Case Study: Teacher Beliefs in Contemporary Science

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[. . .] Perhaps this was not an unusual finding, or perhaps it has been explained before. This could have provided an explanation for the current findings in conjunction with a follow-up of the participants. There was one other pair that was close to the cutoff of .15 and the researchers explain this result straightforward fashion. All other 12 pair comparisons indicated a solid conviction of contemporary goals compared to past goals by the teachers in those areas.

For the final research question the data analysis consisted of focused observations, interviews, and taxonomic analysis of field notes, reflexive journals, and video tapes with participants. This process produced 81 codes for classroom practice, a very large number of variables. The researchers paired this down by pairing a code with a contemporary goal in the Survey of Contemporary Goals (Why not just do this in the first place?). This resulted in 30 codes and the researchers report on consistencies and inconsistencies in convictions to eight of these. The final conclusion, not surprisingly, was that in general degree of evidence that the teachers' beliefs in the contemporary goals of science were embedded in their classroom practice despite the great variance in the teachers' actual classroom behaviors.

The data analysis, results, and conclusions of any research paper are all interconnected. The type of data analysis used in a research design determines and automatically places limitations on the results of that design. For example, most quantitative data analysis is not very helpful in determining processes, whereas most qualitative data analysis is not very good at ruling out chance or determining statistical and clinical significance of findings. The findings in the results section is of course crucial in determining any conclusions that can be made. Therefore, the data analysis should be specifically determined by the hypothesis of the research. But there are a number of other biases that can undermine any research design despite the analyses, results, and conclusions.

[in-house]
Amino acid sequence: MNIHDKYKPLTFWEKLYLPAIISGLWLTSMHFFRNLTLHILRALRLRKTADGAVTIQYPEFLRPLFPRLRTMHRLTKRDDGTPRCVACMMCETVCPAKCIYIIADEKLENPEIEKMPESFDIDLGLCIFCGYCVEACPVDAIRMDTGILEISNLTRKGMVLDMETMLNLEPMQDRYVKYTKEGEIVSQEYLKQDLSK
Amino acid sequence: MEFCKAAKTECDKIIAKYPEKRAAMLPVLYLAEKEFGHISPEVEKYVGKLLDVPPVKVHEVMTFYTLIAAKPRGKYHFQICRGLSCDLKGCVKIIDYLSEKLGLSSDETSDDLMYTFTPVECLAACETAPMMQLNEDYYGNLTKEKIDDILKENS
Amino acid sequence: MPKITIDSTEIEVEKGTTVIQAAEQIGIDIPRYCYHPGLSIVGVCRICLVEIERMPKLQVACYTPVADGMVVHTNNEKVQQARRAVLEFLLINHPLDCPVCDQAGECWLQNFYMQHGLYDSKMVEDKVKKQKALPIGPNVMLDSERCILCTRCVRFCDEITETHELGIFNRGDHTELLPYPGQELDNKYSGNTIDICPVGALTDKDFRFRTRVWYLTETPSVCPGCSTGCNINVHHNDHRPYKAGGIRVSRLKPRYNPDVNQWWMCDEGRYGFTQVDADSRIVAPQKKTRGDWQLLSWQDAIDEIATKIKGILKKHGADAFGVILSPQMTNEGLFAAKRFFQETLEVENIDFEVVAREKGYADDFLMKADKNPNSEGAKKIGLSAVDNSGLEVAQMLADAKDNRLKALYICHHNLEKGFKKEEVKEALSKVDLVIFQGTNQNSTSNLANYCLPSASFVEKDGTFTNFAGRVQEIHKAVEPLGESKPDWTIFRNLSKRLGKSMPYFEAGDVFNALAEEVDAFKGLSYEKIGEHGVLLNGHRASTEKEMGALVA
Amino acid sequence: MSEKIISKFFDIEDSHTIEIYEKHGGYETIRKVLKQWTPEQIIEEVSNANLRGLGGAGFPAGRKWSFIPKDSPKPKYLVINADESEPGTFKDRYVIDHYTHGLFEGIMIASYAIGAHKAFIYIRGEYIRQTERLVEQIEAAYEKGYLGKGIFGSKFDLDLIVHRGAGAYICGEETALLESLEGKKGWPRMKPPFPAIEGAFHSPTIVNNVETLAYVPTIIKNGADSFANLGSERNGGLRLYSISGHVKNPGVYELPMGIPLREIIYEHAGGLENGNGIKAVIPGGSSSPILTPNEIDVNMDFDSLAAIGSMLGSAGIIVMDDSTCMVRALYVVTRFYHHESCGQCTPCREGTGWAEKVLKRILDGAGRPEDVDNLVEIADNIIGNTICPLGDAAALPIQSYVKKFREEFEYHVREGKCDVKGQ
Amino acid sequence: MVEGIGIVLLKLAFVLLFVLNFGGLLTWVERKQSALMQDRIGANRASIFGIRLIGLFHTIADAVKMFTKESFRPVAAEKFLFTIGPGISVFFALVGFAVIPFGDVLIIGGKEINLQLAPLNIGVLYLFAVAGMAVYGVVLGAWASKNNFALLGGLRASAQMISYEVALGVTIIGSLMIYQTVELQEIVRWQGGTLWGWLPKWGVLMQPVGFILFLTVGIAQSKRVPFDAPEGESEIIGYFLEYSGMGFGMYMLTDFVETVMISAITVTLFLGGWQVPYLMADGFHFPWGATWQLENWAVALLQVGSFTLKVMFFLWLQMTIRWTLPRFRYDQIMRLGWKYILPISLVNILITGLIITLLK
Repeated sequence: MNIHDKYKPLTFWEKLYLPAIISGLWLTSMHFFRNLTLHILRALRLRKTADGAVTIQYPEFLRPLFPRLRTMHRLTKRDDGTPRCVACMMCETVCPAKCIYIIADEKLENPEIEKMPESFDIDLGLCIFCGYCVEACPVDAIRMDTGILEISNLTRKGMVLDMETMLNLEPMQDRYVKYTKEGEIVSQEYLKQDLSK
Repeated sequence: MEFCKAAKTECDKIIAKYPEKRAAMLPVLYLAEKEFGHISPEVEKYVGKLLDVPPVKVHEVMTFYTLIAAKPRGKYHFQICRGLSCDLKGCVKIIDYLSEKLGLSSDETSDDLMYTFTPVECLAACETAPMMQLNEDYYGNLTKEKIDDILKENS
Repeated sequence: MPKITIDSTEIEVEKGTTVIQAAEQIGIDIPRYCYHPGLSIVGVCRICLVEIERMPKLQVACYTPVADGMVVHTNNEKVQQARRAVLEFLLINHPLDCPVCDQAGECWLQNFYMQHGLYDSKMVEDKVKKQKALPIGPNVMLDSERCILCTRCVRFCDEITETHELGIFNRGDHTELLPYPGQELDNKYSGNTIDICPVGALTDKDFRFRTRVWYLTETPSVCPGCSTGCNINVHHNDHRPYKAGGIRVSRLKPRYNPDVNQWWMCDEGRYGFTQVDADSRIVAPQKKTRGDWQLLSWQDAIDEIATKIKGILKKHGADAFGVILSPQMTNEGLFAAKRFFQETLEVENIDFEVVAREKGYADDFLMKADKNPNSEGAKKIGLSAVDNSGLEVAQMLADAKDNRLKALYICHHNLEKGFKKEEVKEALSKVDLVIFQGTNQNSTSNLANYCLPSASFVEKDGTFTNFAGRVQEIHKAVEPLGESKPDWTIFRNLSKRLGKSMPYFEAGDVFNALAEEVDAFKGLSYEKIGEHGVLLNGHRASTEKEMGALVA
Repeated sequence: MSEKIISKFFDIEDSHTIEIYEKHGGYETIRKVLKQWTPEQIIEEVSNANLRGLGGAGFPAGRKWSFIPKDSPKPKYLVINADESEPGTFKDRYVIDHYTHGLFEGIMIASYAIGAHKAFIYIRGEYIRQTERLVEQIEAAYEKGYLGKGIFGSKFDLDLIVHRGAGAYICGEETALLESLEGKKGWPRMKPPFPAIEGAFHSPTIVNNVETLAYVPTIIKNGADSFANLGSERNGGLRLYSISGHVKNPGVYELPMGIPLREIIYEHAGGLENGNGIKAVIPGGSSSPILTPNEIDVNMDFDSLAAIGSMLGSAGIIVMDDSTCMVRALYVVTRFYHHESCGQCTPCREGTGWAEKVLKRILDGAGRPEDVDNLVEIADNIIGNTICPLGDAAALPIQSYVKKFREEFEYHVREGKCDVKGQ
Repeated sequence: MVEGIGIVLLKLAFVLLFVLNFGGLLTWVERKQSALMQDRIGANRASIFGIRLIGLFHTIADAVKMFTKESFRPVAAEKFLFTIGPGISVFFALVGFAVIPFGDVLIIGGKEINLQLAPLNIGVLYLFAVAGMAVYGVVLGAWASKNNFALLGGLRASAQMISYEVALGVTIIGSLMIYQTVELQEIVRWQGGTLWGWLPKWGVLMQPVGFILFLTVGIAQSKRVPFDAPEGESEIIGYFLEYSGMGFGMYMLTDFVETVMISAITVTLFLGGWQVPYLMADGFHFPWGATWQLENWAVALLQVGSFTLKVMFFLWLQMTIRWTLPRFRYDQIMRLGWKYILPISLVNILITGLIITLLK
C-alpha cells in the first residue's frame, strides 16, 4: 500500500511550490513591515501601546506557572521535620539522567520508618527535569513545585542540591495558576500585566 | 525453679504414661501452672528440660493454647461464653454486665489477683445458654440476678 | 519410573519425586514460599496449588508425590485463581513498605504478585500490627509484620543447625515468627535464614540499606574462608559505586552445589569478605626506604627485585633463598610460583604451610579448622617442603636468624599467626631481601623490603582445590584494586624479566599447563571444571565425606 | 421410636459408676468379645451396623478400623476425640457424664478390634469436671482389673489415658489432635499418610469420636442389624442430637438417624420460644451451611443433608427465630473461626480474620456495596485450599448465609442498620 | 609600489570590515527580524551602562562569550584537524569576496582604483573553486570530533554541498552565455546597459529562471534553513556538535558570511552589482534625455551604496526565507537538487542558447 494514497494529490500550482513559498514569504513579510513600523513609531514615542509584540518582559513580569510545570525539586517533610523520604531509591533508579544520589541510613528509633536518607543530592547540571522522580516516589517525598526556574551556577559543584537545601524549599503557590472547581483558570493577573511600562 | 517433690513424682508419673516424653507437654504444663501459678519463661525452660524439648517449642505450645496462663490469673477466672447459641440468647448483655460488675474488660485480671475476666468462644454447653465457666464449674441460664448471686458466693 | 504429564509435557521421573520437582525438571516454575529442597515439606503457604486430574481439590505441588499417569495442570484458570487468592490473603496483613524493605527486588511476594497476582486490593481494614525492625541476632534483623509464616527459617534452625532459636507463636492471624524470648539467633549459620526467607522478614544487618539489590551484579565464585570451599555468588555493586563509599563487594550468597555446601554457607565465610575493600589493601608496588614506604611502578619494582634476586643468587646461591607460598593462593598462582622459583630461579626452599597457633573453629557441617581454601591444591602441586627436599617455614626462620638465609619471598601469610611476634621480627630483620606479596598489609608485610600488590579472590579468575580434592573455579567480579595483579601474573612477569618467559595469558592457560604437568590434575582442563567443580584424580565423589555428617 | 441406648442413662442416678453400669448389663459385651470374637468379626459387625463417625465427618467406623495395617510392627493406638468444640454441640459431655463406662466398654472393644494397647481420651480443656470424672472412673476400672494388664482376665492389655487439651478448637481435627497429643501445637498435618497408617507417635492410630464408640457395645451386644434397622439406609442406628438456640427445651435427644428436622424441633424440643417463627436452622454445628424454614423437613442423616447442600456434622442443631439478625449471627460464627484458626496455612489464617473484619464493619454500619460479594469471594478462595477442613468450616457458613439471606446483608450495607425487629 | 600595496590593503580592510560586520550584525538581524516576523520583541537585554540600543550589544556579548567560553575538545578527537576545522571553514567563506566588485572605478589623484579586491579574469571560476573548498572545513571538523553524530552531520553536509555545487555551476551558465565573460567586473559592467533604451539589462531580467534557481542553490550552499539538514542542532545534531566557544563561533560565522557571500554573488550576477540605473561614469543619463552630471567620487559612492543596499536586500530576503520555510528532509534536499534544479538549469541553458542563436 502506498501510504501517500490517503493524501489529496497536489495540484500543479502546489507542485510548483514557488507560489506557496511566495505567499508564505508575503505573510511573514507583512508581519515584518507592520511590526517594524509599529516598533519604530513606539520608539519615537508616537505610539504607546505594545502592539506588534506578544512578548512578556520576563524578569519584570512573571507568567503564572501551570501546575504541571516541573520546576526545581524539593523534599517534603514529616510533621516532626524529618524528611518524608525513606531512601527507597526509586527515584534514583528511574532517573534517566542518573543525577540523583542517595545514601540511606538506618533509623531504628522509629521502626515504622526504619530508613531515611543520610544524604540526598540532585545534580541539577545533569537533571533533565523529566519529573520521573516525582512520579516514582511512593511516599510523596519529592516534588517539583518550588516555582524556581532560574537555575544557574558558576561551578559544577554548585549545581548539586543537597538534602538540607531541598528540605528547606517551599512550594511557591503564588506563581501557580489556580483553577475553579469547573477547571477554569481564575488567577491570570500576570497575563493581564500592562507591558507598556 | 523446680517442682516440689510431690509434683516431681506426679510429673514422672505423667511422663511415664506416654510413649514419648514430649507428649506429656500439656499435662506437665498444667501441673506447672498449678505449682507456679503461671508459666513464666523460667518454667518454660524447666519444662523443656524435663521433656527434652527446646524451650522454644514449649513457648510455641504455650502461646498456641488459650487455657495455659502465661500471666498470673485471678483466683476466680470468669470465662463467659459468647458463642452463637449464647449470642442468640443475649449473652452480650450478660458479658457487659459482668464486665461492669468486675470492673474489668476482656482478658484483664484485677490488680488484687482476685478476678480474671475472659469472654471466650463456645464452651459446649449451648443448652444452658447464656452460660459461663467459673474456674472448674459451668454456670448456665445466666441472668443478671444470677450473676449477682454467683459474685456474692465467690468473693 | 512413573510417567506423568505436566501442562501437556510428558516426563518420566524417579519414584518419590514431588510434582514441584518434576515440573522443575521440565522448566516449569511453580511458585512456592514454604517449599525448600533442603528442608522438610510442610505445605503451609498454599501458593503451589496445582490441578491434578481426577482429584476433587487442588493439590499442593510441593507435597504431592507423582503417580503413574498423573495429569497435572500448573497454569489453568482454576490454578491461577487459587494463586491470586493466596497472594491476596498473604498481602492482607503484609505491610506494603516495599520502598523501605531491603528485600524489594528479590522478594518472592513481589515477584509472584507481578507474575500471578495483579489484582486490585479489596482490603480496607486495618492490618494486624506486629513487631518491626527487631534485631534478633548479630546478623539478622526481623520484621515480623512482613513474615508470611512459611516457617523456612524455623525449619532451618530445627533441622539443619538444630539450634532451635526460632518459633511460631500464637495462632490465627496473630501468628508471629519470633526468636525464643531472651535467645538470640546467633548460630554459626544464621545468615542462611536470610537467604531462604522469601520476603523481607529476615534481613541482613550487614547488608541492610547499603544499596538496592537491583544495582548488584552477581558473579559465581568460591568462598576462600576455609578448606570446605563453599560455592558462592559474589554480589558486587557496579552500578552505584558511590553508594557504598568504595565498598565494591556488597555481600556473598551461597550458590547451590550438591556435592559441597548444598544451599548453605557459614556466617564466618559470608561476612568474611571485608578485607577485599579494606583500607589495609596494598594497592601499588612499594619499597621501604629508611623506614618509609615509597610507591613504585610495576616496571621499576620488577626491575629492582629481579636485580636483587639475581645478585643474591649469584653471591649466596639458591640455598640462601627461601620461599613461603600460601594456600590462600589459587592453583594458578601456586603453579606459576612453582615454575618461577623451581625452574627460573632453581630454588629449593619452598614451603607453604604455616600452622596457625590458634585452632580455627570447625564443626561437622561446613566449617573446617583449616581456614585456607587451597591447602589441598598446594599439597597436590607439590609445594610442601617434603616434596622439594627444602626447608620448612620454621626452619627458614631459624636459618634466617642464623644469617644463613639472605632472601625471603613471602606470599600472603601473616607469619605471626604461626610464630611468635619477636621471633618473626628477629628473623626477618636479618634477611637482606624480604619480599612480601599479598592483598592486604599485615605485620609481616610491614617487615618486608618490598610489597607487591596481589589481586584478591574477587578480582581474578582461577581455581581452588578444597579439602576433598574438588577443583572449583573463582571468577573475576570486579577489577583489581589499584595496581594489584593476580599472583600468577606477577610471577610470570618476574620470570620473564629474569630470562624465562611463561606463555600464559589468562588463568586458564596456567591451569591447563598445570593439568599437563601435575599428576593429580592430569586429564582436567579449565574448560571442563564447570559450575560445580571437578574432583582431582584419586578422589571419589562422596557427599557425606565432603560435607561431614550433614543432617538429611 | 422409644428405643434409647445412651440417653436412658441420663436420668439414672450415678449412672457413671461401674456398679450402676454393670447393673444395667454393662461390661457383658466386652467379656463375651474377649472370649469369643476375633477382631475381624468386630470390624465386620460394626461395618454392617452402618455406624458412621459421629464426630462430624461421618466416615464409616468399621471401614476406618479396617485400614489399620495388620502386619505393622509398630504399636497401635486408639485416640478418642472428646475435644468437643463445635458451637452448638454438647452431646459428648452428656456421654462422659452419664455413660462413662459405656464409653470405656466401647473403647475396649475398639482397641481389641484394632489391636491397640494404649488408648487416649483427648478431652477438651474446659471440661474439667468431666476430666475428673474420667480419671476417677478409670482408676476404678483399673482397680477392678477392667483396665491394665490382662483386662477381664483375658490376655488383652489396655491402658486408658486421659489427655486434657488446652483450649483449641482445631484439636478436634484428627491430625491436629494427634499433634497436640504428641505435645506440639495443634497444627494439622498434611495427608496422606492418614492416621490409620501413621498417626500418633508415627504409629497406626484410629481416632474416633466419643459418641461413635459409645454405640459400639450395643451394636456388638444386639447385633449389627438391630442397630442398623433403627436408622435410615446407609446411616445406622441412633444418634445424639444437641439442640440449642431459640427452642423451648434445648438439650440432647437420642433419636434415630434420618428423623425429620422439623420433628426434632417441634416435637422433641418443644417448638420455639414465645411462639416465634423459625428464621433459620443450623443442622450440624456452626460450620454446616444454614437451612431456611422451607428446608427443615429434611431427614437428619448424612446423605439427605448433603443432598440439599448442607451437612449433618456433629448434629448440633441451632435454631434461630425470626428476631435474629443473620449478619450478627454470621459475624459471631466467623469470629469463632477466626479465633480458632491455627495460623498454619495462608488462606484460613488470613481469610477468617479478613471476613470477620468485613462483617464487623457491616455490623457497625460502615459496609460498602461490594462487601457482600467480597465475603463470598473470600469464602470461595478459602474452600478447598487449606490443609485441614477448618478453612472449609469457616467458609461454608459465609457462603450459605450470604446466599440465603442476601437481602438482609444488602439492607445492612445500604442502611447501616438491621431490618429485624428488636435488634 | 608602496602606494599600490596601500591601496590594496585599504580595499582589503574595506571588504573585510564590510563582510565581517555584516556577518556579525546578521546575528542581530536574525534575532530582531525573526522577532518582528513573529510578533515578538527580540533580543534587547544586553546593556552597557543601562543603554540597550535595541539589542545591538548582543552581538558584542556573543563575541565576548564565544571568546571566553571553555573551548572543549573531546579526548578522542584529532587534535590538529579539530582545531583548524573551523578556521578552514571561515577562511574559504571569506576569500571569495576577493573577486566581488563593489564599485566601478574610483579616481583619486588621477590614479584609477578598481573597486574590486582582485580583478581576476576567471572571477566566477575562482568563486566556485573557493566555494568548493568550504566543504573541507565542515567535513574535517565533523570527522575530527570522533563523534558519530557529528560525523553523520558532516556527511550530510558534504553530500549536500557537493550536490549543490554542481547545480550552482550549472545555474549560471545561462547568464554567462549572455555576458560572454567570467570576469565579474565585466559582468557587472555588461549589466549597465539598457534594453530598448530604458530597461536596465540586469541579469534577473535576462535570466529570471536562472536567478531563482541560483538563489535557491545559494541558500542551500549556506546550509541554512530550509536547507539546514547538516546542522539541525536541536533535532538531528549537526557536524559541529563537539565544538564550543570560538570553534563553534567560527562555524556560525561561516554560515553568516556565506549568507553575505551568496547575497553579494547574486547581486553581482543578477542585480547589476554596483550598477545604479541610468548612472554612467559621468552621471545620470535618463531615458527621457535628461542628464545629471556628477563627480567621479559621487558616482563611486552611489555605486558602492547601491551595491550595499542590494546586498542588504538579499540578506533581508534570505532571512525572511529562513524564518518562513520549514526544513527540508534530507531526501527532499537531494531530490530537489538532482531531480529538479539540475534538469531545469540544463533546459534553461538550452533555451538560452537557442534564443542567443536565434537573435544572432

In the current study the researchers attempted to answer three specific questions about a group of high school science teachers. Therefore, the generalziability of any findings in this study is very limited. Moreover, the head researcher is closely affiliated with the teachers and the program by her own admission and even though she takes steps to make sure that her findings are not biased, there is a real question of bias here. Do I believe that she would have published negative findings about the teachers or about the program? I am skeptical. When there was a minor discrepant finding such as with the attitude data, the authors went out of their way to sugarcoat it. A third-party investigator would have been more credible.

Another point of contention here is the use of the qualitative data. There seems to have been very little forethought as to how to operationalize the data in order to answer question three. Qualitative data is excellent for uncovering processes, generating hypothesis, formulating questions to problems, and identifying potential solutions to them. Instead of approaching this as a quantitative issue (do teachers display the conviction that they say they have) the data could be used to identify the underlying processes that demonstrate this conviction or not. Teachers in a live classroom will always display variability in their actions in order to deal with the situation. The question of commitment may have been better answered by the students who deal with the teacher on a daily basis. Anonymous surveys and other methods could have been employed. I am not sure I can fully agree with the results and conclusions for question three of the study.

In the current study a number of problems are identified by the teachers and a large number of questions generated. I believe this to be the real value of this study and this also demonstrates the value of qualitative methods. By following the process of teaching and listening to the teachers many questions were brought up that could each serve as future research projects… [END OF PREVIEW]

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Teacher Beliefs in Contemporary Science.  (2011, June 24).  Retrieved August 22, 2019, from https://www.essaytown.com/subjects/paper/teacher-beliefs-contemporary-science/2534005

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"Teacher Beliefs in Contemporary Science."  Essaytown.com.  June 24, 2011.  Accessed August 22, 2019.
https://www.essaytown.com/subjects/paper/teacher-beliefs-contemporary-science/2534005.